Event-based trigger skills are coming. An example of an event-based skill is where Alexa knows what you are doing and why you are doing it; then automatically provides recommendations based on that knowledge.
For example, it sees you are leaving the house, and you’ve left it unlocked, and asks if you want to lock the house. If you say yes, then your house is remotely locked. Or you go out for a run; Alexa knows the kind of music you like to listen to while running and suggests a new playlist that automatically starts when you accept that choice.
When you order food for pickup, it reminds you that the order is ready and then asks for the parking spot number you’re in after arriving and provides that to the store, so the wait staff knows where to find you for handoff.
Music and entertainment are getting some exciting additions. For instance, you’ll be able to participate in Q&A events with your Alexa device, take real-time surveys, verbally make comments, and interact with the artists more often. You’ll be able to make song selections for radio shows, dedicate selections to others (much like we used to do using phones) just by chatting with your Alexa device using a new service called Spotlight under Amazon Music.
Games are a big focus of Alexa’s evolution, and the products will become voice-driven gaming platforms over time. The nice thing about voice-driven games is you can arguably play them safely while doing other things like driving, helping you to remain alert during long drives or at night. Or, use the games to pass time when your hands are otherwise engaged.
Tracker integration is improving. Alexa already works with Tile but is expanding to other devices — like those from Samsung — so you can say “Alexa, find my phone,” and the phone will ring while Alexa tells you the device’s general location so you can get close enough the hear that ring.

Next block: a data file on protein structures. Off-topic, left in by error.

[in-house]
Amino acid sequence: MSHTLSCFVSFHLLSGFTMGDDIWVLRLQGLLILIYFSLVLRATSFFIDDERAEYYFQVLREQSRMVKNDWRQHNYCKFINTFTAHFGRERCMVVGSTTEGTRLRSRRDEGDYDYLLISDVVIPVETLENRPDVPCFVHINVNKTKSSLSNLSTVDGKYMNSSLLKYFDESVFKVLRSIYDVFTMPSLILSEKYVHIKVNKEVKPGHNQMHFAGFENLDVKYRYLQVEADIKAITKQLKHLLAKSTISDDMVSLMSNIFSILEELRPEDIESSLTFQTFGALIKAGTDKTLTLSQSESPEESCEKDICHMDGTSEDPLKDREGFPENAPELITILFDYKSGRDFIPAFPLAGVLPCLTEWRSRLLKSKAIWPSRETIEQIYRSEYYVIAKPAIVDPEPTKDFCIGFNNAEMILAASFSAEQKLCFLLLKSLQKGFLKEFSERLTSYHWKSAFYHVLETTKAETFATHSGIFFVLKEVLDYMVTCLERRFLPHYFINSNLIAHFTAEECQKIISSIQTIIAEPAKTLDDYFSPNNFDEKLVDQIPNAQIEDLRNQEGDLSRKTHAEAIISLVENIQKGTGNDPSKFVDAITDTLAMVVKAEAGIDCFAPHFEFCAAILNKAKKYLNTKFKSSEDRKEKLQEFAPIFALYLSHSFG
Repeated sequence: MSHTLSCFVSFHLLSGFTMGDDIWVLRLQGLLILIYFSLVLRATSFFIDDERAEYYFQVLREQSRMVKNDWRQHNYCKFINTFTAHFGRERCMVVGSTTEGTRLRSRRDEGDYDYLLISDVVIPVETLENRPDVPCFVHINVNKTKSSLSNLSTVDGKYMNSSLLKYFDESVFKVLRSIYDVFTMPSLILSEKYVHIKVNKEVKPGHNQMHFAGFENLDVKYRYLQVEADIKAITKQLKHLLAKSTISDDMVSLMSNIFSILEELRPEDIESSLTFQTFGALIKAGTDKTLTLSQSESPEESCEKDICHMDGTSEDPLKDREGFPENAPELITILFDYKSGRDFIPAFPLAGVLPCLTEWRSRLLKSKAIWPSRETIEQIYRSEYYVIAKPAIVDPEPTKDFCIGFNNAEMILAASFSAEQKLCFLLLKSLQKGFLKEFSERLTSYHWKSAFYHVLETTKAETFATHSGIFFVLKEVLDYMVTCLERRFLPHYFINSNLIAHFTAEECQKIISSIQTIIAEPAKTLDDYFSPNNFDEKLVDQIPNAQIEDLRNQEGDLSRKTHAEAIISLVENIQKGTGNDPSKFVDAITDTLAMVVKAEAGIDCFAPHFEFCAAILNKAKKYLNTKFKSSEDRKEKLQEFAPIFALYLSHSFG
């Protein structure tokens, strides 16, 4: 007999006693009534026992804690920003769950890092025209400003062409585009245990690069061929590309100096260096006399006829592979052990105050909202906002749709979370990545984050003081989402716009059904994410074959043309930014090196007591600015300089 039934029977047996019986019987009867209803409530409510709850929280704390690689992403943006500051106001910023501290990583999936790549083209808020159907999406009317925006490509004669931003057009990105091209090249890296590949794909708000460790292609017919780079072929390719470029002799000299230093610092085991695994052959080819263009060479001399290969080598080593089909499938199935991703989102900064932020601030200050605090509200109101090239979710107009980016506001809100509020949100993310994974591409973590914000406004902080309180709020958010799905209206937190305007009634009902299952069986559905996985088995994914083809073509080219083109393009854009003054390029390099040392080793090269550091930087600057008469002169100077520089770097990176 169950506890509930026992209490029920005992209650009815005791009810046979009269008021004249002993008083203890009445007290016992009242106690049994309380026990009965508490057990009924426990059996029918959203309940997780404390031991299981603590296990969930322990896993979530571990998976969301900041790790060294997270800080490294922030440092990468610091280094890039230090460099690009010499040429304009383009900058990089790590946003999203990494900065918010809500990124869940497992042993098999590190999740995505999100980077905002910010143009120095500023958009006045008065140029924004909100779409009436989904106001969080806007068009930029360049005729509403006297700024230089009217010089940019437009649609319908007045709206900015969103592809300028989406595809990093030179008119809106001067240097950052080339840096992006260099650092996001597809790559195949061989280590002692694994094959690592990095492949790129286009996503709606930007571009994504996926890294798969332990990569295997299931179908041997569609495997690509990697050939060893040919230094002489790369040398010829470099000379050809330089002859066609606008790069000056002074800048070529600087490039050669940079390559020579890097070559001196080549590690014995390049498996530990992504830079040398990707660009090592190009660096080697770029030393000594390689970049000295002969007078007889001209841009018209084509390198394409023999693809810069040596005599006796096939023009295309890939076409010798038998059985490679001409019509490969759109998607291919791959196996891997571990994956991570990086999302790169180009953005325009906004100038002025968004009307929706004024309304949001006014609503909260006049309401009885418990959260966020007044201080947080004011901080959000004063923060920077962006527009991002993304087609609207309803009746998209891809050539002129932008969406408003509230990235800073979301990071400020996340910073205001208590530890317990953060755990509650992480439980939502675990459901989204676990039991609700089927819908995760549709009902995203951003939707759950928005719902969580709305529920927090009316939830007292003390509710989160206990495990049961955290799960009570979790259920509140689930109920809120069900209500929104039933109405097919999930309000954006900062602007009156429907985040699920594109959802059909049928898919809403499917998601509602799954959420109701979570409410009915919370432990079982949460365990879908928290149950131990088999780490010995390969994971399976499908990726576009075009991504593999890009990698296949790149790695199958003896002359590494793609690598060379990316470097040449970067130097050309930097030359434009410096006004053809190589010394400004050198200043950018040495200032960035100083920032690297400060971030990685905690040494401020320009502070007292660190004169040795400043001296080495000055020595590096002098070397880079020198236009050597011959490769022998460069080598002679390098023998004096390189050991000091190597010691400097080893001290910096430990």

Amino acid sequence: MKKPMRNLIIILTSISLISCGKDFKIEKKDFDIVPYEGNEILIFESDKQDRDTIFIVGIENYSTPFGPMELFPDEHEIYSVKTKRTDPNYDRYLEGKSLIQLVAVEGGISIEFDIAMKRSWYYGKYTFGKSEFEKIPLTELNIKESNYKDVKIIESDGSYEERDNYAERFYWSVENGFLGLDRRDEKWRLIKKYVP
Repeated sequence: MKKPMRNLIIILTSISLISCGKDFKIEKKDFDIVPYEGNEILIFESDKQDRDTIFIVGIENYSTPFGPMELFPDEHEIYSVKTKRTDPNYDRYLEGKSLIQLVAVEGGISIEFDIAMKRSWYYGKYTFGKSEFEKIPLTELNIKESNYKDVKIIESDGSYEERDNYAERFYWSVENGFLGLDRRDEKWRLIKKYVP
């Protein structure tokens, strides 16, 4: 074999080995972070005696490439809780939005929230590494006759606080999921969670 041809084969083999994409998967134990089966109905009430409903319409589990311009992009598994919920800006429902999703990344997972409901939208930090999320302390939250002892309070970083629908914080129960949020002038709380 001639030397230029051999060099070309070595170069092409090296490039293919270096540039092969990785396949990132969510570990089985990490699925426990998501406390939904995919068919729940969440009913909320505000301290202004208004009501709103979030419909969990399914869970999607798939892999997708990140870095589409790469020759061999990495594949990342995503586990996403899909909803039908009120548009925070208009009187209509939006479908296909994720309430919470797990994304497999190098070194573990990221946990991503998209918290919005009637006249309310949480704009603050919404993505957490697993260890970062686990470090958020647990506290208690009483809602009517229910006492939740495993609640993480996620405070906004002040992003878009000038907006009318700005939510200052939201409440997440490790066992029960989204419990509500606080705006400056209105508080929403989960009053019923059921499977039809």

Finally, it is moving into healthcare for monitoring and assisting people in need of medical help.
Alexa is already moving into TVs, cars, smartphones, and an increasing number of additional third-party devices.
Amazon accelerated its ambient computing initiative similarly to how Microsoft once drove Windows and Google drove search. Alexa is already the default standard for ambient computing, and it is spreading like wildfire. It will become more of a companion than an assistant as time goes by, increasingly knowing far more about you and responding to your wishes before you even know what those wishes are.
We’re looking at a near-term future of talking to our computers and their increasing capability to talk to us. Amazon Alexa is the spear for this initiative, and its progress is nothing short of phenomenal.
In advance of last week’s event, Amazon sent me a pair of Echo Frames with dark lenses, which create a counterpoint to the idea that these devices need to be all around us.
With these glasses, Alexa is wherever I am. The glasses connect to the Alexa app on your smartphone, putting the related Alexa experience wherever you are.
The speakers are decent, and when playing music, though I wonder if the Echo Buds might be a better choice so you can use the glasses you already have, and the incoming sound is more private (these glasses use external speakers).
The glasses are waterproof, come with polarized lenses, and cost $209. I would expect future generations of these glasses to have AR capabilities with integrated displays, auto-dimming lenses, and a more excellent choice of glasses frame designs (for now, there is only one frame model).
But if Alexa is on your body, do you need any additional Echo devices, mainly if the glasses could show data to the user? Wouldn’t you use the glasses to make sure Alexa is where you are rather than having to buy multiple Echo devices?
Because the Echo Frames, along with the Echo Buds (costing $140), potentially change the evolution of Echo devices and are darned helpful, they are my product of the week Alexa Live and the Future of Ambient Computing